For the most up-to-date information about courses offered through Saint Louis University’s Department of American Studies, consult the College of Arts and Sciences Academic Catalog.
Featured Undergraduate Courses: Offered Fall 2021
Instructor: Ben Looker
Lecture: Mon/Wed 11:00 am – 11:50 am
Discussion: Fri 10:00 am – 10:50 am or 11:00 am – 11:50 am
What does it mean to be “American”? Who decides, and Who is included or excluded? Is “America” a nation-state, a geographical entity, or a citizenship status? Or is it a set of ideas like “democracy,” “capitalism,” or “the frontier”? How do race, gender, sexuality, and class shape American identity and culture? These are the central questions of this course, which are at the heart of the field of American Studies. We will take an interdisciplinary approach to exploring these questions, examining a wide variety of sources such as fiction, poetry, plays, films, music, photographs, advertisements, television, political debates, and much more. This course fulfills the Cultural Diversity in the U.S. requirement for the Arts and Sciences BA/BS Core and is a requirement for the ASTD major and minor.
Instructor: Heidi Ardizzone
Lecture: Mon/Wed 1:10 pm – 2:00 pm
Discussion: Fri 12:00 noon - 12:50 pm or 1:10 pm - 2:00 pm
This course examines the intersection of gender and race with other categories of analysis (such as class, religion, sexuality, and nation) in historical and contemporary social justice movements in the United States. Topics include the role of race in movements for gender equality, as well as the impact of gender on movements for racial justice. This course fulfills the Cultural Diversity in the U.S. requirement for the Arts and Sciences BA/BS Core and the Identities requirement for the ASTD major (for students who declared in Fall 2019 or later)
Instructor: Emily Colmo
Tues/Thurs 11:00 am – 12:15 pm
This course examines the historical experience and literary production of women from diverse racial, ethnic, and religious backgrounds from the 1950s to the present. Students will survey various women’s movements including those around feminism and antifeminism, labor, control over the body, and sexuality. The analysis of television shows, films, novels, magazines, and other forms of popular culture will aid students in interrogating how women have been portrayed and represented through cultural forms, as well as how conversations about gender have played out in American society. Students will leave this class with a better understanding of the historical foundations of women’s activism and the ways in which American culture shapes and reinforces ideologies concerning women and gender. Pending approval, this course will fulfill the Cultural Diversity in the U.S. requirement for the CAS BA/BS Core; it fulfills the Identities requirement for the ASTD major (for students who declared in Fall 2019 or later).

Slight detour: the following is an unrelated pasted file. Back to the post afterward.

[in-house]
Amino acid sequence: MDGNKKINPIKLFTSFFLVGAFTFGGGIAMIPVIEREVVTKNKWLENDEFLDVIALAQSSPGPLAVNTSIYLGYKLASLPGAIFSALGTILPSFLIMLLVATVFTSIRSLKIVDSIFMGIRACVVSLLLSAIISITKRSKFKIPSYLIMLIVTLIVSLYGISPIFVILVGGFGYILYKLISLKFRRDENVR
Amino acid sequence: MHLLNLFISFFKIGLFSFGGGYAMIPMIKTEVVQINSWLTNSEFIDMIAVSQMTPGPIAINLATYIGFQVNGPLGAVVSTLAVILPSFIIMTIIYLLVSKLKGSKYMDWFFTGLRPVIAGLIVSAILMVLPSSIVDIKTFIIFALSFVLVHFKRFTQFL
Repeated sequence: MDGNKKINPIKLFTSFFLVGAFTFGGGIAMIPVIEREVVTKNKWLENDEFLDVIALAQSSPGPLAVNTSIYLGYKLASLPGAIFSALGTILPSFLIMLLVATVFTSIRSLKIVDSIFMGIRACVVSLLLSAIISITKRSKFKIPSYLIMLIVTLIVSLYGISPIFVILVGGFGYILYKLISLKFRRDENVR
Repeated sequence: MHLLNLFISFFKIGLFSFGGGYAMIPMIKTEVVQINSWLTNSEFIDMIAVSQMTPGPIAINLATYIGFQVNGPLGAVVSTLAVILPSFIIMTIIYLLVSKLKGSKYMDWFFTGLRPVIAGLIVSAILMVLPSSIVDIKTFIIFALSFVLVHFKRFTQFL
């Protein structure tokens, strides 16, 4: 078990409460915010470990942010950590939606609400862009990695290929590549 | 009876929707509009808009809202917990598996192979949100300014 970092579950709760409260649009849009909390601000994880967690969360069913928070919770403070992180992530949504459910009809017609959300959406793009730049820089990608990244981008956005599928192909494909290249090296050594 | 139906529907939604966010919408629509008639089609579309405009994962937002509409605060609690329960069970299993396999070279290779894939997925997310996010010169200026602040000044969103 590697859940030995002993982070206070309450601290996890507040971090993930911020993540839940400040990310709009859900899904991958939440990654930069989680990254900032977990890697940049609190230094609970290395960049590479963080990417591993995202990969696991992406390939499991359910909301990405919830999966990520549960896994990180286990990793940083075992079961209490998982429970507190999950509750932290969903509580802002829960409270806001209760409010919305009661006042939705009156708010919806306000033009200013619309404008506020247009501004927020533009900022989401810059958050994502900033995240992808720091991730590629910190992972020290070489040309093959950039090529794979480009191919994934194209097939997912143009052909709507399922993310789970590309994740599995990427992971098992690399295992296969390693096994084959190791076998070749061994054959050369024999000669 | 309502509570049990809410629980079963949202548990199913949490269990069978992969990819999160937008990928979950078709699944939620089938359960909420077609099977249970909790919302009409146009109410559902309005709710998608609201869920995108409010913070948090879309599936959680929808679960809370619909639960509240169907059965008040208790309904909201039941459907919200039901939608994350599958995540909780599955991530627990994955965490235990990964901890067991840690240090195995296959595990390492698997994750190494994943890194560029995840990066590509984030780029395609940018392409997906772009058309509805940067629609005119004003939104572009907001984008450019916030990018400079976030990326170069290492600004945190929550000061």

Instructor: Emily Lutenski
Mon/Wed 3:10 pm – 4:25 pm
Did you know that storied rap label Def Jam’s first release was a 7” punk record? That Blondie’s Debbie Harry and Fab 5 Freddy were friends involved in New York’s late-1970s visual art scene? That the Beastie Boys were a hardcore band before they turned to hip hop? That the Los Angeles venues like Club Lingerie hosted shows by both Black Flag and Afrika Bambaata? That Washington DC’s go-go artists, like Trouble Funk (sampled in Public Enemy’s “Fight the Power”) and hardcore bands, like Minor Threat, played shows together? That in the 1980s, both punk and rap were targets of moral panic, censorship, and attack by groups like the Parents Music Resource Center? This class will explore these synergies and crosscurrents, seeing them not as accidental, but as radical youth music subcultures that emerged in tandem to critique late-capitalist politics, society, and culture during the long Reagan era. This course fulfills the Cultural Diversity in the U.S. requirement for the CAS BA/BS Core and the Practices requirement for the ASTD major (for students who declared in Fall 2019 or later).
Instructor: Emily Dodson Quartarone
Tues/Thurs 2:15 pm – 3:30 pm